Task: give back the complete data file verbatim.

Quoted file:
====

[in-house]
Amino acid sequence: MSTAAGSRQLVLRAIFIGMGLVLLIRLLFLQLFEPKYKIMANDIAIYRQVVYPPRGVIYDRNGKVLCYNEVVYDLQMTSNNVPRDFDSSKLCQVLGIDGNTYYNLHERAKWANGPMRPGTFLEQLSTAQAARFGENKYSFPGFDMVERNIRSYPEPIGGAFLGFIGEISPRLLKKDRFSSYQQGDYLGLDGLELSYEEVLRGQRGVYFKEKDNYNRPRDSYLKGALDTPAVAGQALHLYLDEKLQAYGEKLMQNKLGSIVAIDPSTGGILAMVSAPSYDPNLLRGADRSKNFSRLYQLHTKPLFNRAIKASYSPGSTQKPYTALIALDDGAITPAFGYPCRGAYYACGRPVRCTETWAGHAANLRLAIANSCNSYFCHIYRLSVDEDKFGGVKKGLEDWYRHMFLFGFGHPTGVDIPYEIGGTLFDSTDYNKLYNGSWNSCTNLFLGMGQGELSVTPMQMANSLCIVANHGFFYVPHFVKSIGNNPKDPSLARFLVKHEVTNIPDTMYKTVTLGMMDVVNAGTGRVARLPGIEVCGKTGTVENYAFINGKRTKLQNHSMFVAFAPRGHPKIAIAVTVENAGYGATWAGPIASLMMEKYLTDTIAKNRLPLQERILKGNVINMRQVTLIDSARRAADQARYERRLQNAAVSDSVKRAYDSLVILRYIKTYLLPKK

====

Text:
[in-house]
Amino acid sequence: MSTAAGSRQLVLRAIFIGMGLVLLIRLLFLQLFEPKYKIMANDIAIYRQVVYPPRGVIYDRNGKVLCYNEVVYDLQMTSNNVPRDFDSSKLCQVLGIDGNTYYNLHERAKWANGPMRPGTFLEQLSTAQAARFGENKYSFPGFDMVERNIRSYPEPIGGAFLGFIGEISPRLLKKDRFSSYQQGDYLGLDGLELSYEEVLRGQRGVYFKEKDNYNRPRDSYLKGALDTPAVAGQALHLYLDEKLQAYGEKLMQNKLGSIVAIDPSTGGILAMVSAPSYDPNLLRGADRSKNFSRLYQLHTKPLFNRAIKASYSPGSTQKPYTALIALDDGAITPAFGYPCRGAYYACGRPVRCTETWAGHAANLRLAIANSCNSYFCHIYRLSVDEDKFGGVKKGLEDWYRHMFLFGFGHPTGVDIPYEIGGTLFDSTDYNKLYNGSWNSCTNLFLGMGQGELSVTPMQMANSLCIVANHGFFYVPHFVKSIGNNPKDPSLARFLVKHEVTNIPDTMYKTVTLGMMDVVNAGTGRVARLPGIEVCGKTGTVENYAFINGKRTKLQNHSMFVAFAPRGHPKIAIAVTVENAGYGATWAGPIASLMMEKYLTDTIAKNRLPLQERILKGNVINMRQVTLIDSARRAADQARYERRLQNAAVSDSVKRAYDSLVILRYIKTYLLPKK